“How matical analogy. “To lift up one's feet,” for “ to old art thou ?” says Pharaoh to Jacob (Gen. remove,” is certainly not a more harsh idiotism xlvii. 8), instead of, “ How many are the days than “to lift up one's eyes,” for “to look up” | of thy years ?” But in Jacob's answer (ver. 9) yet they every where retain the latter IIebraism; we have, “ The days of the years of my pilnever the former.
In like manner, “to deliver grimage are,” &c. In ver. 28, they again drop one's self from the eyes of another,” for “to escape the Hebraism, and translate, “So the whole age from one,” is not more abhorrent from our idiom of Jacob,” for, “all the days of the years of than “ to hide one's eyes from another,” for “
Jacob.” connive at him;" yet, in the former case, our (4) Many additional instances of this variety of translators rejected the Hebraism in 2 Sam. xx. 6, phrasing might be given; but we have cited but in the latter retained it, in Lev. xx. 4. “To do enough to show that the English translators were what is good in one's eyes,” is a Hebraism which not guided by any uniform rule or fixed principle, they have generally rendered by “doing what especially in dealing with the Hebraisms; and, pleaseth or liketh one,” Gen. xvi. 6; Esth. viii. 8. moreover, that this want of uniforinity must often
produce some inconvenience to the reader of the / of no divine authority, but some of them are English Bible.
highly valuable as historical documents; particu2. The anxiety of the translators to render the larly the two books of the Maccabees, which help original literally into English, has sometimes in- to fill up the history of the interval of time that duced them to adopt modes of expression incom- elapsed between the sealing up of prophecy and patible with the idiom of the language. It is the advent of the Messiah. It is to be regretted true, the language which they have employed has that some of the other apocryphal books contain become so familiar to our ears, by being the lan- gross perversions of truth, and details of an inguage of the national church, that it is in no way delicate nature. offensive to our feelings; but it has been justly 2. The Jewish church divided the canonical remarked, that a proof of many of the Bible ex- | books into three classes, under which form they were pressions being neither natural nor analogous, is generally referred to and quoted : THE LAW, THE seen in the fact, that they have never yet been PROPHETS, and the HAGIOGRAPHA, or holy writings.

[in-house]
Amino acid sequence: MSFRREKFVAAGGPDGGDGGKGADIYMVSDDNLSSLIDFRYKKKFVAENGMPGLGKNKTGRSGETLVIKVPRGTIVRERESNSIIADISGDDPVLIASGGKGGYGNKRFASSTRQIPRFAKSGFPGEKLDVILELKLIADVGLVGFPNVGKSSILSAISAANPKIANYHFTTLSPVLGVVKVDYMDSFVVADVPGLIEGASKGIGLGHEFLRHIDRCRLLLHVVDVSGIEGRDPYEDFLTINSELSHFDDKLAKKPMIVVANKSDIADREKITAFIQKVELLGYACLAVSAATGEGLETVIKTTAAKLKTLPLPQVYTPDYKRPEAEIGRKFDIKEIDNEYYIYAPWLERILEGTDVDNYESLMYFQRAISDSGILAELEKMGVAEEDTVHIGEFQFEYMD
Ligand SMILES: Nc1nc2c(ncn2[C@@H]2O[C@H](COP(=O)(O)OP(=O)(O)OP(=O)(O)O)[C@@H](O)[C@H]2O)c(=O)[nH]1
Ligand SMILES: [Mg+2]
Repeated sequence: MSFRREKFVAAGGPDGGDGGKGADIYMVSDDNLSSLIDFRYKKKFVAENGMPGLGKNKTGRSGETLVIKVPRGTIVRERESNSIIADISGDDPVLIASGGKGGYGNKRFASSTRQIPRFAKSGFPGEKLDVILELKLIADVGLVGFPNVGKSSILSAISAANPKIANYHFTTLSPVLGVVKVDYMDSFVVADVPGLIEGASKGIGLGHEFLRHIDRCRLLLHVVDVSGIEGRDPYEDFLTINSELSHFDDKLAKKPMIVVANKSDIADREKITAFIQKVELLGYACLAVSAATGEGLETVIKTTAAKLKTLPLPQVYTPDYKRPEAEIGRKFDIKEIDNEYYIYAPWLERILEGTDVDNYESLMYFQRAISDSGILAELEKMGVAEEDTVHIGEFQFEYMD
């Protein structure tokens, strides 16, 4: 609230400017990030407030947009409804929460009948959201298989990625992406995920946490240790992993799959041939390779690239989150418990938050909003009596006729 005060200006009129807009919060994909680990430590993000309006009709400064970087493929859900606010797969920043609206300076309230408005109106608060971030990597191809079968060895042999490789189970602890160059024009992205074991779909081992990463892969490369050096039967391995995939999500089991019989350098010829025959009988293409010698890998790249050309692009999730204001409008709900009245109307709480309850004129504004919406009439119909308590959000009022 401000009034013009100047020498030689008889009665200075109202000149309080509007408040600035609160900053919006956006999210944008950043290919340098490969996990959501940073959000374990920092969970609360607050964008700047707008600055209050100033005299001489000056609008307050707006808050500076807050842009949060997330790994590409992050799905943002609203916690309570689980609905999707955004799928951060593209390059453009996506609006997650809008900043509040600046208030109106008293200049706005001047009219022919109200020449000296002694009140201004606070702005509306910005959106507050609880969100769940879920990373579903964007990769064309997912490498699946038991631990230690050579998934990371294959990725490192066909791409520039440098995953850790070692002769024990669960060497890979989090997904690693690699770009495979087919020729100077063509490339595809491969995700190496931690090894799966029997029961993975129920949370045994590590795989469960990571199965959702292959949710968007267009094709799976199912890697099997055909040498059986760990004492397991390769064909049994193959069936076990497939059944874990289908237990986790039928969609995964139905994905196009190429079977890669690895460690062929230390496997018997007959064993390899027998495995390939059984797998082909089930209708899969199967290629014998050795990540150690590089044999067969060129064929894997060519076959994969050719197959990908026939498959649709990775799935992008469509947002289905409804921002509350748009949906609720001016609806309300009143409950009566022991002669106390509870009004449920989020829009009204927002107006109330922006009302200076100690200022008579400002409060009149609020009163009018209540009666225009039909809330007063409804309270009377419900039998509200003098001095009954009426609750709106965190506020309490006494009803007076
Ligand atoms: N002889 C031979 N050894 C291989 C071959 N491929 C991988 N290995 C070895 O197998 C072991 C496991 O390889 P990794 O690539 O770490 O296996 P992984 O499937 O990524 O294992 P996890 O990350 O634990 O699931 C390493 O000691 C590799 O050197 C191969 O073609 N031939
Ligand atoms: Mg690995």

freable to force themselves into common usage, even The Law contained the five books of Moses ; in conversation. Any person who should employ quently called the Pentateuch, i. e., the five Books. them in his discourse, would be supposed to jeer THE PROPHETS comprised the whole of the writings at Sripture, or to affect the language of fanati- now termed prophetical—from Isaiah to Malachi, cism. In short, what Selden said of the author-inclusive; and also the books of Job, Joshua, ised Version is strictly just; namely, that it is Judges, Ruth, Samuel, Kings, Chronicles, Ezra, translated into English words, rather than into Nehemiah, and Esther; these books having been English phrase.*
either written or revised by prophets-probably 3. We have now enumerated the principal de- the former. THE HAGIOGRAPHA included the fects by which the otherwise pre-eminently faithful Psalms, Proverbs, Ecclesiastes, and the Song of and felicitous text of the “Authorised Version" of Solomon. It is thought that our Saviour recogthe Bible is marred. It is gratifying to the devout nised this division of the sacred books when he mind to perceive that their united amount does said, “All things must be fulfilled which are writnot in any degree interfere with Christian doctrine ten in the Law of Moses, and in the PROPILETS, or duty. They resolve themselves almost wholly and in the PSALMS, concerning me” (Luke into matters of literary propriety; and in the worst xxiv. 44). cases, do no more than leave the reader in a state
3. The books of THE NEW TESTAMENT are of doubt as to the precise meaning of some local divisible into three classes—HISTORICAL, Docor historical reference.
TRLNAL, and PROPHETICAL. The first embraces
the four Gospels and the Acts of the Apostles ; SECTION VII.
the second includes the Apostolic Epistles; and DIVISIONS AND ARRANGEMENTS OF THE SCRIPTURES. the third, the Book of Revelation. We do not
mean, however, that either of these classes exAncient and Modern Distribution of the Biblical Books-Ori- cludes the subject of the other; like all the rest of ginal form of the Text; Chapters and Verses ; Punctuation – Advantages and Disadvantages of our Present Divisions of the sacred books, those of the New Testament are the Sacred Text.
of a mixed nature ; each one containing something
of history, prophecy, and doctrine. I. The BIBLE—a word denoting The Book,